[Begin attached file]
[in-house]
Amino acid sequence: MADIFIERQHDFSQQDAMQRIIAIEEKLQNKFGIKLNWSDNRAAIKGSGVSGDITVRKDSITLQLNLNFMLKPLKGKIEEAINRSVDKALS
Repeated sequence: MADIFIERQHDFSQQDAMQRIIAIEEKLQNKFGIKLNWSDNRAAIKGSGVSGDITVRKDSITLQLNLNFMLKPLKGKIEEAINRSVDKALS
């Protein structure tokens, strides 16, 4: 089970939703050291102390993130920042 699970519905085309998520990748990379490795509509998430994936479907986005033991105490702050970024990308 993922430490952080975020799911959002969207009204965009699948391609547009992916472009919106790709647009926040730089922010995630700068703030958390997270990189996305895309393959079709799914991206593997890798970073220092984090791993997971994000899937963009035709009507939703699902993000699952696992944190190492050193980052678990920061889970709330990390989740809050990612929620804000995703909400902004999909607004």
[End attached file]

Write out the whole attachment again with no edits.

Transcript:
[in-house]
Amino acid sequence: MADIFIERQHDFSQQDAMQRIIAIEEKLQNKFGIKLNWSDNRAAIKGSGVSGDITVRKDSITLQLNLNFMLKPLKGKIEEAINRSVDKALS
Repeated sequence: MADIFIERQHDFSQQDAMQRIIAIEEKLQNKFGIKLNWSDNRAAIKGSGVSGDITVRKDSITLQLNLNFMLKPLKGKIEEAINRSVDKALS
């Protein structure tokens, strides 16, 4: 089970939703050291102390993130920042 699970519905085309998520990748990379490795509509998430994936479907986005033991105490702050970024990308 993922430490952080975020799911959002969207009204965009699948391609547009992916472009919106790709647009926040730089922010995630700068703030958390997270990189996305895309393959079709799914991206593997890798970073220092984090791993997971994000899937963009035709009507939703699902993000699952696992944190190492050193980052678990920061889970709330990390989740809050990612929620804000995703909400902004999909607004």